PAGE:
From left: Alfred Hitchcock. Courtesy of Universal Pictures/Photofest; Francois Truffaut. Courtesy of Photofest

In 1962, an American journalist asked French film director Francois Truffaut (1932–1984) a provocative question: Why do French critics take Alfred Hitchcock’s films so seriously? Truffaut, convinced that Hitchcock’s inclination toward jocular replies to sincere questions cast him in an unflattering light with the media and his peers, resolved to set the record straight. He wrote, “It occurred to me that if he would, for the first time, agree to respond seriously to a systematic questionnaire, the resulting document might modify the American critics’ approach to Hitchcock.”

Truffaut had met Hitchcock (1899–1980) once before, in 1955, during production on Hitchcock’s To Catch a Thief in the South of France. The meeting was something of a catastrophe, as Truffaut and his buddy, the director Claude Chabrol, accidentally fell into a fountain in advance of their appointment with Hitchcock. Despite this rocky footing, Hitchcock agreed to 50 hours of interviews with Truffaut, consisting of 500 questions about his career, in chronological order. Questions were limited to the genesis of each film, the preparation of the scripts, and directorial complications. Truffaut capped the interview with Hitchcock’s own candid expectations for the commercial and artistic success of each film.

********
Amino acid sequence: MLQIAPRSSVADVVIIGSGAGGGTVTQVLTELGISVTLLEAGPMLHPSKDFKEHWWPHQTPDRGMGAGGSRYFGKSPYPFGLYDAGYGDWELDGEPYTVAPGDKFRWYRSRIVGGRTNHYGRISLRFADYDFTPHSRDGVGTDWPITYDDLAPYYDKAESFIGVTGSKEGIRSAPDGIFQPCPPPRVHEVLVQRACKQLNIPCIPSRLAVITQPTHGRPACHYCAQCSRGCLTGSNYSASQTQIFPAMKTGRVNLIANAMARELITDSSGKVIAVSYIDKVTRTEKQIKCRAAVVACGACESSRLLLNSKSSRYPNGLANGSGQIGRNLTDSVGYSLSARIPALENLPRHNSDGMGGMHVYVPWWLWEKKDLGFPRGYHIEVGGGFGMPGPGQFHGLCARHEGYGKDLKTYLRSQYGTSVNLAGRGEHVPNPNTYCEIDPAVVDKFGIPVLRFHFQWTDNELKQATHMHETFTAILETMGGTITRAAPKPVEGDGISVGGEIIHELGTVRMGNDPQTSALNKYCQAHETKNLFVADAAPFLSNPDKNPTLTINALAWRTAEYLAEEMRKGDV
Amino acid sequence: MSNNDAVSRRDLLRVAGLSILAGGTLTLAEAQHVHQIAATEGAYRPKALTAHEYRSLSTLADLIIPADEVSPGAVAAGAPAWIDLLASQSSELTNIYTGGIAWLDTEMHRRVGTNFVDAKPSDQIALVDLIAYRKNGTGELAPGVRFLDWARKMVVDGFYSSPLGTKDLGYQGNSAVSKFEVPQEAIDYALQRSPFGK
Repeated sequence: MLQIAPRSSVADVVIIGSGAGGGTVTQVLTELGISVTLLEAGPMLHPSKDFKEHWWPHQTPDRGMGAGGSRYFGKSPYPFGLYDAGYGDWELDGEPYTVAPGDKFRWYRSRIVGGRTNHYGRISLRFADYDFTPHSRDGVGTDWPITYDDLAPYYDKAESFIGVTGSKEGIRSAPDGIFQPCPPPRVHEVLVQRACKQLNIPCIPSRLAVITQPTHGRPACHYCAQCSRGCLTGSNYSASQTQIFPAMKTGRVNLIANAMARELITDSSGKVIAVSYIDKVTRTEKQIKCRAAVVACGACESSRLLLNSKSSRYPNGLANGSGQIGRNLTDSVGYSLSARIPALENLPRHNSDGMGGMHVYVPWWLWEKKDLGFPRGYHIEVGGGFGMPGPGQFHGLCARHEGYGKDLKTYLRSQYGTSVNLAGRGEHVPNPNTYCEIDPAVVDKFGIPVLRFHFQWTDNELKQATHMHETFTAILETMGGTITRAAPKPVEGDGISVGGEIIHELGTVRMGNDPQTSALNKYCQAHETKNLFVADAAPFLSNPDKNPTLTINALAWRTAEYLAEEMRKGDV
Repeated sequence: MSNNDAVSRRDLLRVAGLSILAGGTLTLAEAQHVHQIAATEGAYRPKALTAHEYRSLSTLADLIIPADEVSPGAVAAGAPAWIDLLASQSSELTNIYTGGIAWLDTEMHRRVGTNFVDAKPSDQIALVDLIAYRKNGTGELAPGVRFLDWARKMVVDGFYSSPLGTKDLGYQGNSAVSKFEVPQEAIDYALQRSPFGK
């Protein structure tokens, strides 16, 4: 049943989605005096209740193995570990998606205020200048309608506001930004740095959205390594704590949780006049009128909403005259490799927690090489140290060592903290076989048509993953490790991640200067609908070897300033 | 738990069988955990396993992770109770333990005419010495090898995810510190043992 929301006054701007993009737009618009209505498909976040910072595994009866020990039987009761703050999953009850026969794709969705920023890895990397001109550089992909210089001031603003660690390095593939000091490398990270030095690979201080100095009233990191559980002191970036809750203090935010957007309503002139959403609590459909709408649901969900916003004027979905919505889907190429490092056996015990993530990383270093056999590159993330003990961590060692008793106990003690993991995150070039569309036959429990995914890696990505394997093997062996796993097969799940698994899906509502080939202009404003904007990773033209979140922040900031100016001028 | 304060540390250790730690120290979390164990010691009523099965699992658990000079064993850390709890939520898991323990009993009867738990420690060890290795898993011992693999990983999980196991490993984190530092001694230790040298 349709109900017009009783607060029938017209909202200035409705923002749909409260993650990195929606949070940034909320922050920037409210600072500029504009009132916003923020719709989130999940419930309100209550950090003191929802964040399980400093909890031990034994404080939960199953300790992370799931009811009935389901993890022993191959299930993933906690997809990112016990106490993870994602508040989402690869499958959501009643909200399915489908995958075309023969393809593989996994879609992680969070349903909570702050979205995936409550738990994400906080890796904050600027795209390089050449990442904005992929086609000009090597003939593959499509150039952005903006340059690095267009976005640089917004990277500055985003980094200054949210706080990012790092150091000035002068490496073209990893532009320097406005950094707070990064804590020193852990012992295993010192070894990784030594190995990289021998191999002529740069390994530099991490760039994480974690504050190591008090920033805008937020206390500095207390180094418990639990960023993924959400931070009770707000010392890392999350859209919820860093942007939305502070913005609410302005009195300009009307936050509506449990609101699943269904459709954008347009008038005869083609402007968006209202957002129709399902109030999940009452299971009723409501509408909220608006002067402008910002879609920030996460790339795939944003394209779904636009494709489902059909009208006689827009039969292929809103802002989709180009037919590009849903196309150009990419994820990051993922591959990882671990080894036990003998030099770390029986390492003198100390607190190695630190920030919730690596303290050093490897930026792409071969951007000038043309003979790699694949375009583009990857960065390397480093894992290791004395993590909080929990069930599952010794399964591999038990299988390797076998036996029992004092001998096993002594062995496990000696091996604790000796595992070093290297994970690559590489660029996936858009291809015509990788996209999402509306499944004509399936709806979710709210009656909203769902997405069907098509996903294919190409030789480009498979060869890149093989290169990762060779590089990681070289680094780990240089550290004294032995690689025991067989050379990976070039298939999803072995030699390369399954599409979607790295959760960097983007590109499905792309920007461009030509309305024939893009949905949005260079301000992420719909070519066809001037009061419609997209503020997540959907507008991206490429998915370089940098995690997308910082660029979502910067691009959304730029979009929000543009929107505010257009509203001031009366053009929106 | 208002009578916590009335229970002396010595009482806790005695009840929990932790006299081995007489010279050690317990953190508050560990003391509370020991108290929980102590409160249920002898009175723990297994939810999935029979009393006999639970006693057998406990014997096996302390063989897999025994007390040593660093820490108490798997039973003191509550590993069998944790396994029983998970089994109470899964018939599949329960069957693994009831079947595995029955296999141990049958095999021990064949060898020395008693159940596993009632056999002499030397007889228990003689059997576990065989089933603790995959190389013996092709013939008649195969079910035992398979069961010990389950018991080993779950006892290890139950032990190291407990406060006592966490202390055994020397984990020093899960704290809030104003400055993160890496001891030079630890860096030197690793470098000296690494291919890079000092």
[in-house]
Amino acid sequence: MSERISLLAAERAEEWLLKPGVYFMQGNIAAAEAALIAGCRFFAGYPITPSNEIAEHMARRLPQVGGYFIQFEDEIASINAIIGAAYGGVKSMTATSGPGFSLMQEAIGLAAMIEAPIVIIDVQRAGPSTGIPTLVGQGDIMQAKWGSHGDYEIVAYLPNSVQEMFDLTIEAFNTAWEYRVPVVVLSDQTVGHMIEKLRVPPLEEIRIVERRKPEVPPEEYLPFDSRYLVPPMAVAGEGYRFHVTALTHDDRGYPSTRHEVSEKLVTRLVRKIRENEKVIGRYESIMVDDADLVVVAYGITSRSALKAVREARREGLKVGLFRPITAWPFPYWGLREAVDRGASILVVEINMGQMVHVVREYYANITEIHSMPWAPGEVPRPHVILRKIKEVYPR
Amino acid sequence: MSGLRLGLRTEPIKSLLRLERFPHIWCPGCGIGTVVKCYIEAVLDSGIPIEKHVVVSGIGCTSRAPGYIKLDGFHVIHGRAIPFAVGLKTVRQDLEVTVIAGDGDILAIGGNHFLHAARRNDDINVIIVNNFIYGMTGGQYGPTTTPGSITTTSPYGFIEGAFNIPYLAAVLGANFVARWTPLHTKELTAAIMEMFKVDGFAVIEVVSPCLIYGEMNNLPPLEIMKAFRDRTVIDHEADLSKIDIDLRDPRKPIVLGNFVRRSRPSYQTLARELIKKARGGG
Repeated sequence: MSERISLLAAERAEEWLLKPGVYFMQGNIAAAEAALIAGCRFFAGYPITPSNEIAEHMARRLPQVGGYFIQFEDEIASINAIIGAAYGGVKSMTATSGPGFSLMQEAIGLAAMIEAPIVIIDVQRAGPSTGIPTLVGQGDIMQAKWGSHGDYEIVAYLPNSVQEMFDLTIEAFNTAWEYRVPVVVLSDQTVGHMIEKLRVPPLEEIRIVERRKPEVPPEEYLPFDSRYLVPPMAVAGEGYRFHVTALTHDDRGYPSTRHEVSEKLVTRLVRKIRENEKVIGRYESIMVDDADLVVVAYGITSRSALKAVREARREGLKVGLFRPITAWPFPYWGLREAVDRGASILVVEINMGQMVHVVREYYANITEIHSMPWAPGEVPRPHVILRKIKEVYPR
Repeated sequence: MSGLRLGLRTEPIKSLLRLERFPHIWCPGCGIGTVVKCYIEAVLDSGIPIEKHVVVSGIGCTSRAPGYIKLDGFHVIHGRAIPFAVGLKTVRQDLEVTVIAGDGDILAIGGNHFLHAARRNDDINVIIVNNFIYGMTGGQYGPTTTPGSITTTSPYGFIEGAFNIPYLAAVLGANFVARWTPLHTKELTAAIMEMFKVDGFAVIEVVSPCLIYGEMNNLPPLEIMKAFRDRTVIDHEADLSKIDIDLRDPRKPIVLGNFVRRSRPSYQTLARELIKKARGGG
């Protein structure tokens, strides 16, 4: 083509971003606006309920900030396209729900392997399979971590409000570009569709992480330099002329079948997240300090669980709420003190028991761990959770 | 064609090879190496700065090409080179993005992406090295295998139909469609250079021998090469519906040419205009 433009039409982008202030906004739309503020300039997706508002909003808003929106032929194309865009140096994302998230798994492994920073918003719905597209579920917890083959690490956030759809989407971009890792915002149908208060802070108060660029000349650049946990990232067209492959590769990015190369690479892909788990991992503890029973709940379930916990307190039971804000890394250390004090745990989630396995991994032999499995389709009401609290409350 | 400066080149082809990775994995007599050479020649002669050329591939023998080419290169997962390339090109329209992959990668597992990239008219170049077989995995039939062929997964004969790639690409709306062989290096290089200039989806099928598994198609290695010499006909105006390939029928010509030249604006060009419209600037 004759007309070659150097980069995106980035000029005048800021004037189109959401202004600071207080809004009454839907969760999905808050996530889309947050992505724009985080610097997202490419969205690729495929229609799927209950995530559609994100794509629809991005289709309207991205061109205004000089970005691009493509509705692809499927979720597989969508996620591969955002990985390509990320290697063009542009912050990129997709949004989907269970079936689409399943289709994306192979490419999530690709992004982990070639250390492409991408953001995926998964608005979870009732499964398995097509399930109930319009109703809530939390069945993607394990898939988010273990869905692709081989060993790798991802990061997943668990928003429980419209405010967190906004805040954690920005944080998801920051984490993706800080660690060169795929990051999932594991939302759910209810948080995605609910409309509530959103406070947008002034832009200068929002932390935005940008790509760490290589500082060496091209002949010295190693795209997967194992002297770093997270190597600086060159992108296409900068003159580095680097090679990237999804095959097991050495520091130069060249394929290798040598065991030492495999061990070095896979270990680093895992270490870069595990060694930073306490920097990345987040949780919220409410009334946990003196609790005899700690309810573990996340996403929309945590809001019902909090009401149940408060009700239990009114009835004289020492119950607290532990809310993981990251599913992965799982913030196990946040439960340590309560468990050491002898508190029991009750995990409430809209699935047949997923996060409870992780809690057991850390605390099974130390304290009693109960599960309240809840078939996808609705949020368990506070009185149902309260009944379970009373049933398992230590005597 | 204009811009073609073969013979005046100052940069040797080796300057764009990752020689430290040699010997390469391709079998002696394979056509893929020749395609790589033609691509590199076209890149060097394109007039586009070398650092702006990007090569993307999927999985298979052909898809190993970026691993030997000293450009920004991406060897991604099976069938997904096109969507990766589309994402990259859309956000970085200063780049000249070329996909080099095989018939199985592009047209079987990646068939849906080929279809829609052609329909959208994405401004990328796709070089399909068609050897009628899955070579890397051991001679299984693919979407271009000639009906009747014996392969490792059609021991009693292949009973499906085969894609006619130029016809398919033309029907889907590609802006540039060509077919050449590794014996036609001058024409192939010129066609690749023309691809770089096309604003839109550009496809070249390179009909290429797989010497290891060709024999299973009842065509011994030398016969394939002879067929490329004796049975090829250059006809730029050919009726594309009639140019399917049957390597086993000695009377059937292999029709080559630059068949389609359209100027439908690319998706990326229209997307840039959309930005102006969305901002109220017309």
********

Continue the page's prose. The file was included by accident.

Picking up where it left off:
The first edition of Hitchcock/Truffaut was published in 1967 (with a revised edition in 1983), and it remains an invaluable guide for fans, filmmakers, and critics. This series, drawn primarily from MoMA’s collection, includes an array of films discussed in the book, accompanied by readings from pertinent passages.

Organized by Anne Morra, Associate Curator, Department of Film.

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